Excellence in Scholarship and Learning
Otto Abetz and His Paris Acolytes
French Writers Who Flirted with Fascism, 1930–1945
After graduating from Wadham College, Oxford, Martin Mauthner assisted Randolph Churchill with his biography of Anthony Eden and the first volume of Randolph’s life of Sir Winston. Martin’s later career was as a senior information official of the European Union. His work involved public speaking, radio and television interviews, and organising exhibitions. The late Sir Martin Gilbert said of Martin’s German Writers in French Exile, 1933–1940 (2007), ‘He uncovers a lost era in European literary history, and brings it powerfully to life; a magnificent depiction of remarkable individuals, their tribulations and their creativity.’
Before Hitler comes to power Otto Abetz is a left-wing Francophile teacher in provincial Germany, mobilising young French and German idealists to work together for peace through Franco-German reconciliation and a united Europe. Abetz marries a French girl but after 1933 succumbs to the Nazi sirens. Ribbentrop recruits him as his expert on France, tasking him with soothing the nervous French, as Hitler turns Germany into a war machine. Abetz builds up a network of opinion-moulding French men and women who admire the Nazis and detest the Bolsheviks, and encourages them to use their pens to highlight Hitler’s triumphs.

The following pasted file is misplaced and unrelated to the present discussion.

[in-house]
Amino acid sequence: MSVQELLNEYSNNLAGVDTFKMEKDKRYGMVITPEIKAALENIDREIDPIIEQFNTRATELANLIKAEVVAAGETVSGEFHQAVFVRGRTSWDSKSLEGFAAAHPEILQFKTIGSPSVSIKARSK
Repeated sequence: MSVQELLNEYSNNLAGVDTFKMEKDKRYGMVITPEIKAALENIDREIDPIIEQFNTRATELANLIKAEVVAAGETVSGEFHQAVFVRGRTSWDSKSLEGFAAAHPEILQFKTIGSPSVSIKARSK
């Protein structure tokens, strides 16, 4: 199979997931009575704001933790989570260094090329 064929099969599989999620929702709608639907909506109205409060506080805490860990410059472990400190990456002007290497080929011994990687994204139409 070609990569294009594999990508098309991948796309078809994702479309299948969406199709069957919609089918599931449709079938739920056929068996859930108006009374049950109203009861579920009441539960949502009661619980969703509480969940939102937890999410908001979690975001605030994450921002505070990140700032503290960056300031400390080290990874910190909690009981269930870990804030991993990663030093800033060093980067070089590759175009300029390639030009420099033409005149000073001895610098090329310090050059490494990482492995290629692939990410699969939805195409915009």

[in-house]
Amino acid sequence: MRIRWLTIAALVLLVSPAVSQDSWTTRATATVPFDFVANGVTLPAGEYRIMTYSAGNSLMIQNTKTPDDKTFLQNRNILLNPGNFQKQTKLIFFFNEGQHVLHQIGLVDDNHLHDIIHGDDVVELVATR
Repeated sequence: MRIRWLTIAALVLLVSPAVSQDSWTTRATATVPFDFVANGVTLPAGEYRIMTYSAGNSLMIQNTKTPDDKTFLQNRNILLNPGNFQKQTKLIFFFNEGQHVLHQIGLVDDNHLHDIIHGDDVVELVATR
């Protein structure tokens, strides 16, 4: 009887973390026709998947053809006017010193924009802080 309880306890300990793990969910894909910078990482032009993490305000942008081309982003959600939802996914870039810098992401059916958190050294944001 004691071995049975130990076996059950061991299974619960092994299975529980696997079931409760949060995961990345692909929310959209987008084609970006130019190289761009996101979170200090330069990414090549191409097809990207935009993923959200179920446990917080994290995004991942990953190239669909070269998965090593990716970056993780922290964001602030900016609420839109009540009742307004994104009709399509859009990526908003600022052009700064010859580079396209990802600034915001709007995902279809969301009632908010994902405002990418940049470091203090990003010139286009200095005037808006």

In 1939 France expels Abetz as a Nazi agent. The following year he returns in triumph with the German army as Hitler appoints him as his ambassador in Paris. During the war Abetz (apart from ‘securing’ works of art and playing a role in the deportation of Jews) manoeuvres three of his French publicist friends – Jean Luchaire, Fernand de Brinon, Drieu la Rochelle – into key positions, from where they can laud Nazi achievements and denigrate the Resistance. A prime question the author addresses is why these writers, and two others, Jules Romains and Bertrand de Jouvenel – all of whom had close Jewish family connections – supported the Nazi ideology.
At the war’s end Drieu commits suicide, while Luchaire and Brinon are tried and executed as traitors. Abetz, charged with war crimes, pleads that he has saved France from being ‘Polonised’, but a French court finds him guilty and he is imprisoned. Released early, he dies in a mysterious car crash – a saboteur being suspected of having tampered with the steering.
|Hardback Price:||£65.00 / $79.95|
|Release Date:||June 2016|
|Paperback Price:||£27.50 / $42.95|
|Release Date:||December 2016|
|Page Extent / Format:||360 pp. / 234 x 156 mm|
While Francophile German Otto Abetz sought peace and a united Europe before Hitler’s rise to power, he later managed to become Hitler’s ambassador in Paris. Mauthner uses Abetz as his anchor for this book which follows his previous German Writers in French Exile 1933-1940. He concentrates on the five writers Abetz manipulated before and during the war to promote the Nazi point of view (two of whom along with Abetz fled France for Germany in 1944). Mauthner’s interest in the writers resides more in their political service than literary merits, not least when it suited both Paris and Berlin to bypass their own diplomats and rely on journalists as intermediaries. He aims to learn why writers with Jewish family connections would support the Nazi cause, and asks the question: Should writer’s lives be considered when appraising their work? Protoview.com
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